There’s also the matter of training. There’s no guarantee that someone who played the game will be good as a commentator and there are plenty of people in multiple sports who have never laced up a pair of cleats or sneakers or skates but still call games well. Good commentary certainly requires deep knowledge of the game, but it also needs the kind of skills that come from rigorous oratorical practice. Speaking rhythm, timing, logical construction, brevity – these things matter, and often only come with years of practice. NWSL may want more experienced commentators, but its budget may demand that it tries to bring up homegrown talent.

To that extent, some lenience is perhaps necessary. NWSL does not have a bottomless budget, as Silverman alluded to, so not every call is going to be as smooth as Hildreth and Wagner, who are rightly showcased on each Lifetime game of the week. But it’s also fair for fans to expect that a professional league which represents the pinnacle of the sport for women in the United States should have better commentary as part of an overall high level of production value.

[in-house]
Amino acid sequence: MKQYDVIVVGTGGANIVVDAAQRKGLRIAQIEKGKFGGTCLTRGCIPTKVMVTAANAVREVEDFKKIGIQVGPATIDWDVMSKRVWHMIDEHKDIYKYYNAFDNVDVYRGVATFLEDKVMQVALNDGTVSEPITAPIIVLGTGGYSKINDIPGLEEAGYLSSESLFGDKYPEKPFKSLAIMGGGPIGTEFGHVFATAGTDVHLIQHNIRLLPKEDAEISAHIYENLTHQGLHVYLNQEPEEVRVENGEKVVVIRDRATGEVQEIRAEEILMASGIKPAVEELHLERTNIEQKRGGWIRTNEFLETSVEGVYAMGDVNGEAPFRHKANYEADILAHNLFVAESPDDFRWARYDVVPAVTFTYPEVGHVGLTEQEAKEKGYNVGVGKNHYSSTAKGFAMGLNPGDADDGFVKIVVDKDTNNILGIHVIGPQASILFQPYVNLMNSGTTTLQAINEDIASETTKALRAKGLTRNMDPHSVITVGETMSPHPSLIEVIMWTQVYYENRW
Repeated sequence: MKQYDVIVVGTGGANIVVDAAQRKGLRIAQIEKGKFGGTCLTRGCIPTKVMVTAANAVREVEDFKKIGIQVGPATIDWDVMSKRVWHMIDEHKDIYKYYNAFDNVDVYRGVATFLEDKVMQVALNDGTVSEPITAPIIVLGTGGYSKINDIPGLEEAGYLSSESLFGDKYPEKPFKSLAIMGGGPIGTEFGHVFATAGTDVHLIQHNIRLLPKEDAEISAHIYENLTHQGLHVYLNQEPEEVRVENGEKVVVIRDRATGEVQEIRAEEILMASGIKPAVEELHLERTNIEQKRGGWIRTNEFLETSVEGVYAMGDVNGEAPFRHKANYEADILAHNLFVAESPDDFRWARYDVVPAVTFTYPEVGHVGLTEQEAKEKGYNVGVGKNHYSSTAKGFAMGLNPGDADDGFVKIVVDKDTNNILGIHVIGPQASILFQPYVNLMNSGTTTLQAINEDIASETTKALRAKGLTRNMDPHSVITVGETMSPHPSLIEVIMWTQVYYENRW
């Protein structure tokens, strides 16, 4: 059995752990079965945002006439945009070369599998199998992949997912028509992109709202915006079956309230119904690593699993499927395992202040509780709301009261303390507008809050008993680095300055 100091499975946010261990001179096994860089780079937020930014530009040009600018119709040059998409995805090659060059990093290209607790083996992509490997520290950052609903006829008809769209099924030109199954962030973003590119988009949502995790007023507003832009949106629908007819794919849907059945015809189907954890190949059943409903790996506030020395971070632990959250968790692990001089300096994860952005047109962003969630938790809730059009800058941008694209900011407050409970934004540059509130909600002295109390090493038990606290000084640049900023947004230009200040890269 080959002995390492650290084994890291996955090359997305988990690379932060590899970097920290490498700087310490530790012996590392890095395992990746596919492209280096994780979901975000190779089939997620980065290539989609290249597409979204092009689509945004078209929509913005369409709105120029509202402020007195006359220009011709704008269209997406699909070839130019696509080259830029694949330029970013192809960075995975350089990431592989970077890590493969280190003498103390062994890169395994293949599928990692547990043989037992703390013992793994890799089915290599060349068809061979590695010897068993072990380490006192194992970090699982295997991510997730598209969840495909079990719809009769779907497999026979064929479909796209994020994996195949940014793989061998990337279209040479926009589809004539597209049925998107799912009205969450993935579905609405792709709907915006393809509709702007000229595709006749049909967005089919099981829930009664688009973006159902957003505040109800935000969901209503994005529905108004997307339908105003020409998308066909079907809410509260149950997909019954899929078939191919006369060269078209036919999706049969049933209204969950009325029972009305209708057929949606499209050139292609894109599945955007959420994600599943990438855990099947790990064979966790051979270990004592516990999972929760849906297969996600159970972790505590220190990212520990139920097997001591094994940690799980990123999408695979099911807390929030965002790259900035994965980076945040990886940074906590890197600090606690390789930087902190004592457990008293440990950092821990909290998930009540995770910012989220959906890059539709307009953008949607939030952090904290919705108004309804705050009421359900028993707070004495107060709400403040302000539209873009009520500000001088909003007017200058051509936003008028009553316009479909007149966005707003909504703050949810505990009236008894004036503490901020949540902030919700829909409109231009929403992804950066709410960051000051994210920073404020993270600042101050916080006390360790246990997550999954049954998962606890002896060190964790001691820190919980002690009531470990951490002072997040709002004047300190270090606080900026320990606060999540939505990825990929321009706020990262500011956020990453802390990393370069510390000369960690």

Is it fair to ask for that production value level in year six, especially considering where the league is now compared to year one? NWSL launched with no TV deal and every game on Youtube. Quality of commentary varied widely across the league as each club was responsible for in-house game production. You could argue that while the best commentary teams in the pre-go90 era were probably better than the best the go90 streams have to offer today, the worst pre-go90 teams were much worse than the current floor. There is a certain baseline being established, and Silverman is aware that fans want to see that baseline pushed higher and higher with every season.

“We at NWSL Media, the folks at NWSL, we care deeply,” said Silverman. “And we’re working on it to grow the NWSL. It’s frustrating that we can’t accelerate to the level that we would all want to see but we’re getting there.”